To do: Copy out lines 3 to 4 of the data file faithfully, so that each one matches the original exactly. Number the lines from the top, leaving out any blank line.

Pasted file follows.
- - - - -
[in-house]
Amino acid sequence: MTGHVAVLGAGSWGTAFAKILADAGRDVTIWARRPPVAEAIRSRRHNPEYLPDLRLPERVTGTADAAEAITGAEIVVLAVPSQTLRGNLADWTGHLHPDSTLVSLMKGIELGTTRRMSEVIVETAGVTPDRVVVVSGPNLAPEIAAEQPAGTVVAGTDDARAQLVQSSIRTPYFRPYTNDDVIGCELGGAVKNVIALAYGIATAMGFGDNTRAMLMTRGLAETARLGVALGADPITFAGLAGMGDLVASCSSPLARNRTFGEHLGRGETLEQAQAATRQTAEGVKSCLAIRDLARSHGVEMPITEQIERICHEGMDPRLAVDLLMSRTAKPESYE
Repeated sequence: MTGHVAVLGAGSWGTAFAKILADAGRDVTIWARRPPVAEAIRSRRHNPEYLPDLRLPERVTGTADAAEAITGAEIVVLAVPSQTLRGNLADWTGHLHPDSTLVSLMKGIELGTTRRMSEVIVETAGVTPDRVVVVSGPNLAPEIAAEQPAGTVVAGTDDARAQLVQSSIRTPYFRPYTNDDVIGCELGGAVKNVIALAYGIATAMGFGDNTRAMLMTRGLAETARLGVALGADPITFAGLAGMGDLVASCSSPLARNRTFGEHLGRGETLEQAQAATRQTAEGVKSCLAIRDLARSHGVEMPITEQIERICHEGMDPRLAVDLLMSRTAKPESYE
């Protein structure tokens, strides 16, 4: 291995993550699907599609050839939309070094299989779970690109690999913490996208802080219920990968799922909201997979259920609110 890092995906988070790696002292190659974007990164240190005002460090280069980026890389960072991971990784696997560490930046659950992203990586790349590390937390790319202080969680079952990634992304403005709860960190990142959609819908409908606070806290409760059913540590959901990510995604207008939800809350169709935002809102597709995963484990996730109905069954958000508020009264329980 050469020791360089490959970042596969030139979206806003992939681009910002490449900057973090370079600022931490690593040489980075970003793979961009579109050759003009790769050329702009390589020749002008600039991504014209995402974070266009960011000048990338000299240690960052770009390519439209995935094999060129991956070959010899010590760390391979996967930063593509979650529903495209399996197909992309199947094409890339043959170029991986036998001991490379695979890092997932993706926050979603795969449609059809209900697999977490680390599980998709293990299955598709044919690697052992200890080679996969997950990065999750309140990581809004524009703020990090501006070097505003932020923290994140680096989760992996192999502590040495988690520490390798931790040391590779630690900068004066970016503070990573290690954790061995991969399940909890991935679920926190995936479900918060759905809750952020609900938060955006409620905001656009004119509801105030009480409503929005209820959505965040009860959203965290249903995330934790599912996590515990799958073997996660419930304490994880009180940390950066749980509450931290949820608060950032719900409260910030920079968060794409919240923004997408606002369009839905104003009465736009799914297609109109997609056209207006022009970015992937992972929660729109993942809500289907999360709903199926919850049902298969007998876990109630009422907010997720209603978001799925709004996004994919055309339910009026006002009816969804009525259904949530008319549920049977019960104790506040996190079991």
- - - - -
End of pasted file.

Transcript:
Repeated sequence: MTGHVAVLGAGSWGTAFAKILADAGRDVTIWARRPPVAEAIRSRRHNPEYLPDLRLPERVTGTADAAEAITGAEIVVLAVPSQTLRGNLADWTGHLHPDSTLVSLMKGIELGTTRRMSEVIVETAGVTPDRVVVVSGPNLAPEIAAEQPAGTVVAGTDDARAQLVQSSIRTPYFRPYTNDDVIGCELGGAVKNVIALAYGIATAMGFGDNTRAMLMTRGLAETARLGVALGADPITFAGLAGMGDLVASCSSPLARNRTFGEHLGRGETLEQAQAATRQTAEGVKSCLAIRDLARSHGVEMPITEQIERICHEGMDPRLAVDLLMSRTAKPESYE
């Protein structure tokens, strides 16, 4: 291995993550699907599609050839939309070094299989779970690109690999913490996208802080219920990968799922909201997979259920609110 890092995906988070790696002292190659974007990164240190005002460090280069980026890389960072991971990784696997560490930046659950992203990586790349590390937390790319202080969680079952990634992304403005709860960190990142959609819908409908606070806290409760059913540590959901990510995604207008939800809350169709935002809102597709995963484990996730109905069954958000508020009264329980 050469020791360089490959970042596969030139979206806003992939681009910002490449900057973090370079600022931490690593040489980075970003793979961009579109050759003009790769050329702009390589020749002008600039991504014209995402974070266009960011000048990338000299240690960052770009390519439209995935094999060129991956070959010899010590760390391979996967930063593509979650529903495209399996197909992309199947094409890339043959170029991986036998001991490379695979890092997932993706926050979603795969449609059809209900697999977490680390599980998709293990299955598709044919690697052992200890080679996969997950990065999750309140990581809004524009703020990090501006070097505003932020923290994140680096989760992996192999502590040495988690520490390798931790040391590779630690900068004066970016503070990573290690954790061995991969399940909890991935679920926190995936479900918060759905809750952020609900938060955006409620905001656009004119509801105030009480409503929005209820959505965040009860959203965290249903995330934790599912996590515990799958073997996660419930304490994880009180940390950066749980509450931290949820608060950032719900409260910030920079968060794409919240923004997408606002369009839905104003009465736009799914297609109109997609056209207006022009970015992937992972929660729109993942809500289907999360709903199926919850049902298969007998876990109630009422907010997720209603978001799925709004996004994919055309339910009026006002009816969804009525259904949530008319549920049977019960104790506040996190079991």